Mobile apps are packed with our highly sensitive personal data. But new research by South African lawyer and lecturer Dusty-Lee Donnelly says privacy by design and other standard privacy protections for mobile app data (the consent model and regulations and compliance) just aren’t enough to protect our data privacy.
Donnelly says privacy byHow w design, the interdisciplinary, systems engineering approach based on seven key principles by Ann Cavoukian isn’t enough to protect personal data in mobile apps because the “design decisions made by app developers are constrained by existing technologies and platform rules designed by others.”
Instead, Donnelly endorses “privacy by (re)design, where all role-players in the ecosystem take privacy seriously and redesign existing platforms and technologies. But enforcing that approach will require tighter legal regulation of third party data sharing.”
Privacy by (re)design is another brainchild of Ann Cavoukian, described as a transformative process that gives organizations a standards-based framework for managing privacy projects.
Where privacy by design puts the onus on app developers to be proactive about data privacy, privacy by (re)design redesigns the “app ecosystem to address data sharing”, spreading the burden. Donnelly gives the example of how most apps transmit data directly to third parties, like Google and Facebook, but that privacy laws don’t adequately address this third party sharing which can leave app developers exposed to liability and users unprotected. Donnelly wants to “close the privacy loop” by making the parties who design the technologies and platforms on which mobile apps are built and marketed legally accountable.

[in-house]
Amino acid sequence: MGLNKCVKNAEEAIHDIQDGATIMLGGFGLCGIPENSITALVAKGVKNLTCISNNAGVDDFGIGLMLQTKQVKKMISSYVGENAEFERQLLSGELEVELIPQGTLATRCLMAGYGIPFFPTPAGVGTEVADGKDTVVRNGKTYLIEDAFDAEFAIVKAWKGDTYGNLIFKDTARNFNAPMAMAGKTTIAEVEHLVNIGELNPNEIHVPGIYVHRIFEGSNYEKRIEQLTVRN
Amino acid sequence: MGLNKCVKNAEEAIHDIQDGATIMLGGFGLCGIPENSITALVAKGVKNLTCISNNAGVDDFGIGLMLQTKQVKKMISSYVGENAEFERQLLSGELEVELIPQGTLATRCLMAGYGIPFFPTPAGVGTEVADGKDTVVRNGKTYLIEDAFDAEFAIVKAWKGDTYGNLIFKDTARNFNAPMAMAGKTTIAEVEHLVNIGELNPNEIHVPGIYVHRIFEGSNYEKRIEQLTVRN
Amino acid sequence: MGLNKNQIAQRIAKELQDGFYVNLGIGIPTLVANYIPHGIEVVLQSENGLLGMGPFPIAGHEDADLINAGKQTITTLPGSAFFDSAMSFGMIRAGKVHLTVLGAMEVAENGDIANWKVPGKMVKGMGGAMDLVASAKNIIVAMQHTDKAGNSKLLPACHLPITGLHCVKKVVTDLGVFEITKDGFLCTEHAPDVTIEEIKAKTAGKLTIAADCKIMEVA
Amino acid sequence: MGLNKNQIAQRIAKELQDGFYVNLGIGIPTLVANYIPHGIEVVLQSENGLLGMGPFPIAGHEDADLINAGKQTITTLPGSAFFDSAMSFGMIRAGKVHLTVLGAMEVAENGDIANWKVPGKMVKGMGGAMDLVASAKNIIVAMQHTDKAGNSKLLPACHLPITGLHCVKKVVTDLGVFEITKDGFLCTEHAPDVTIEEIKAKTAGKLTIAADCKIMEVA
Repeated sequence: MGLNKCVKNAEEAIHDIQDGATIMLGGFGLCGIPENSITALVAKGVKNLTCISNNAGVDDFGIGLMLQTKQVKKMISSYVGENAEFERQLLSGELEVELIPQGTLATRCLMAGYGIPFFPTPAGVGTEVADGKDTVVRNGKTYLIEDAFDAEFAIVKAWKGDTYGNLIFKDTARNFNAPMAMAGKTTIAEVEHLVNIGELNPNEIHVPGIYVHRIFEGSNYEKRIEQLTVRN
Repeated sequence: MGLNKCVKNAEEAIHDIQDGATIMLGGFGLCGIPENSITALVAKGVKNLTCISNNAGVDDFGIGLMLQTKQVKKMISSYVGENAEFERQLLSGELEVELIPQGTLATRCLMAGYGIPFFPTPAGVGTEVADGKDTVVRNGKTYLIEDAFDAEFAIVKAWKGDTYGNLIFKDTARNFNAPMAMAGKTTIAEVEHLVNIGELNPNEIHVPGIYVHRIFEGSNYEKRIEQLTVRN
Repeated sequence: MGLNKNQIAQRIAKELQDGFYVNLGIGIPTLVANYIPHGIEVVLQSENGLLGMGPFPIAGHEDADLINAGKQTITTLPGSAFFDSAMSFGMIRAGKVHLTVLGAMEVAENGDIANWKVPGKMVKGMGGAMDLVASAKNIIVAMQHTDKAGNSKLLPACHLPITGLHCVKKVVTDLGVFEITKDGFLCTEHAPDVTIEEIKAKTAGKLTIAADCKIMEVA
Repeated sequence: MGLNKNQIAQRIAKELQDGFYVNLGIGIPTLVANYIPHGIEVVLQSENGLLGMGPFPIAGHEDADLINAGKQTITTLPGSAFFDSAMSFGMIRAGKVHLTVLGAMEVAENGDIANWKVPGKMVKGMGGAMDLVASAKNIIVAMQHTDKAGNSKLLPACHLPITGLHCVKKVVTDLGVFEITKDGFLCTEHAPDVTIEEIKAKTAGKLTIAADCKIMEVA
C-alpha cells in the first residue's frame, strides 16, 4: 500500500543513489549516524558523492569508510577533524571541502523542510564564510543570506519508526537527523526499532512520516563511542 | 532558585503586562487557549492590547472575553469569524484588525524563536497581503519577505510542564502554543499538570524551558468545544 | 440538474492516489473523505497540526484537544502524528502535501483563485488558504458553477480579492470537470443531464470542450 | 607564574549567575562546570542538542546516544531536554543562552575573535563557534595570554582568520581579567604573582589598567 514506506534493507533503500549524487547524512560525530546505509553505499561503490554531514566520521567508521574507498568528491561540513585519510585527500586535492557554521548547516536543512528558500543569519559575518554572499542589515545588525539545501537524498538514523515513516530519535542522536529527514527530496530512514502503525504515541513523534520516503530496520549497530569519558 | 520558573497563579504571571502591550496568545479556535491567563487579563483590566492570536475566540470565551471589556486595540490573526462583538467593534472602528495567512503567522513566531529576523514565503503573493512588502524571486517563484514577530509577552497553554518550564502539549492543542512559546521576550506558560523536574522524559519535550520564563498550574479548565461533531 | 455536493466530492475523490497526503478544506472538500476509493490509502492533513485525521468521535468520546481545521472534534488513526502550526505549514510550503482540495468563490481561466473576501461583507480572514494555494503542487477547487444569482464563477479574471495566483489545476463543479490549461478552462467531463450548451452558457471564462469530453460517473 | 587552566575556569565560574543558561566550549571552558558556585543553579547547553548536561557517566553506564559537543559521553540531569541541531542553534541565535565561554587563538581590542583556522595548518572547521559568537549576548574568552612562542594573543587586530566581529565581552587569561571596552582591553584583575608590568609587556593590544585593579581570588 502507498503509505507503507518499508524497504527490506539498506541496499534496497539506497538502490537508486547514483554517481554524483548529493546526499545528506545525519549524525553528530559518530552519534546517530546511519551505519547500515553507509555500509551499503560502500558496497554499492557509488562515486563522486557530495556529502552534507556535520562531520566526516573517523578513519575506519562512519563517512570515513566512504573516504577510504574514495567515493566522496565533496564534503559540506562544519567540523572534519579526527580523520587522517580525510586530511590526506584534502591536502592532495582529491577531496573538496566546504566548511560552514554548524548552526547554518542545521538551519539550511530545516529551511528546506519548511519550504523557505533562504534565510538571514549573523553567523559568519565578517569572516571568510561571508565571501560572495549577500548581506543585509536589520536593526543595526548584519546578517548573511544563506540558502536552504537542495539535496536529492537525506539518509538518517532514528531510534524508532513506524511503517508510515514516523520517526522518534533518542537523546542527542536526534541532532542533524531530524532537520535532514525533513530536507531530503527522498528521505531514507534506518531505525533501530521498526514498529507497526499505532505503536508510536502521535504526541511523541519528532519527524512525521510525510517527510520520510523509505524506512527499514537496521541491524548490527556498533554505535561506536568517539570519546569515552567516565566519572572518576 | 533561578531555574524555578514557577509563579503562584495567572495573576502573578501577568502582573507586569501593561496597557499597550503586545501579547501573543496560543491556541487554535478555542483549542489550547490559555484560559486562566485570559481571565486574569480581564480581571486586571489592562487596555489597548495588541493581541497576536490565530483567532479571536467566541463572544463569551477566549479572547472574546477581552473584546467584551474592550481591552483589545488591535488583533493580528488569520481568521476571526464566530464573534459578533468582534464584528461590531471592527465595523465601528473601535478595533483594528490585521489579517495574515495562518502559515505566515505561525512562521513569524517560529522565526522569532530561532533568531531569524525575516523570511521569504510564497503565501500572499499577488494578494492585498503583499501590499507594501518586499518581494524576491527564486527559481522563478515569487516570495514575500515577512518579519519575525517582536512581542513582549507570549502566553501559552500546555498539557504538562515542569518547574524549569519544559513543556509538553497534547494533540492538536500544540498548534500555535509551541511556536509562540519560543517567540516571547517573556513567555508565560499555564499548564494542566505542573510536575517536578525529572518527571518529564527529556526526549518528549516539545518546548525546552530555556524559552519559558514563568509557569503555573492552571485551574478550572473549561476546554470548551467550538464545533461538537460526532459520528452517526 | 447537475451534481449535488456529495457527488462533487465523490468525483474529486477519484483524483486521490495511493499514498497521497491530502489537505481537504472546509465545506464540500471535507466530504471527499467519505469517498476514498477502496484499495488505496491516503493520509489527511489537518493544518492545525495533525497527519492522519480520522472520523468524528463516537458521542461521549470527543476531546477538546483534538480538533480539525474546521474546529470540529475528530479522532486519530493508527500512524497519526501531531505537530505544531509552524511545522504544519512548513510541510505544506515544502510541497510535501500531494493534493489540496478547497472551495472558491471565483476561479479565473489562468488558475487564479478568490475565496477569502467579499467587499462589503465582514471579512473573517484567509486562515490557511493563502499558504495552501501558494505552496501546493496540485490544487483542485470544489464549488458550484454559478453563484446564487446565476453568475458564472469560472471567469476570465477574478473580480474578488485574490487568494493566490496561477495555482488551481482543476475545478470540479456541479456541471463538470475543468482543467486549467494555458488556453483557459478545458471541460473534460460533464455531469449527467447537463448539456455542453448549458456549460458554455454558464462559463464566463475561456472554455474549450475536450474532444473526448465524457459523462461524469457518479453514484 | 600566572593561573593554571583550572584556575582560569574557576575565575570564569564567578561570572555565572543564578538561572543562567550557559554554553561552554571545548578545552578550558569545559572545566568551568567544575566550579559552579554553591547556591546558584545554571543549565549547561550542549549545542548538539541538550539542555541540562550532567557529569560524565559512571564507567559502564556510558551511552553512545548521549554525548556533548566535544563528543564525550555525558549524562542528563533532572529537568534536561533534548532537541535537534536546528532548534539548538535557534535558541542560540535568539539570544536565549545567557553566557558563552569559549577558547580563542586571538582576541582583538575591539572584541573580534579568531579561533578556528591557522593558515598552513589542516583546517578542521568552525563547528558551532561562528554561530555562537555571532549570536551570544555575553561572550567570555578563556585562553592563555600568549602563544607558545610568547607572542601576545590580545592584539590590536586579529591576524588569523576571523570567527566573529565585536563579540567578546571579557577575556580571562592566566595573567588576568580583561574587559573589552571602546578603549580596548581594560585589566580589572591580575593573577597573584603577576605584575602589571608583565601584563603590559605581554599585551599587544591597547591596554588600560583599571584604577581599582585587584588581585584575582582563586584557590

We agree that app developers’ responsibility for “privacy by design” extends to what they create AND what they consume from an app ecosystem (analytics, advertising, etc). We see privacy by (re)design as a re-definition of where the boundary of responsibility for privacy design ends. The app publisher is ultimately responsible for the data they process, and “ignorance is no excuse.” In a perfect world, services with the potential for introducing privacy risk would be better regulated or regulations would make it easier for an app developer to make good privacy choices, but data is the new oil and perfect worlds rarely materialize.
The existence and success of MySudo is proof that privacy by design is not widespread enough to provide broad spectrum protection, and that privacy by (re)design is an indirect description of another gap for which MySudo helps you take back some control.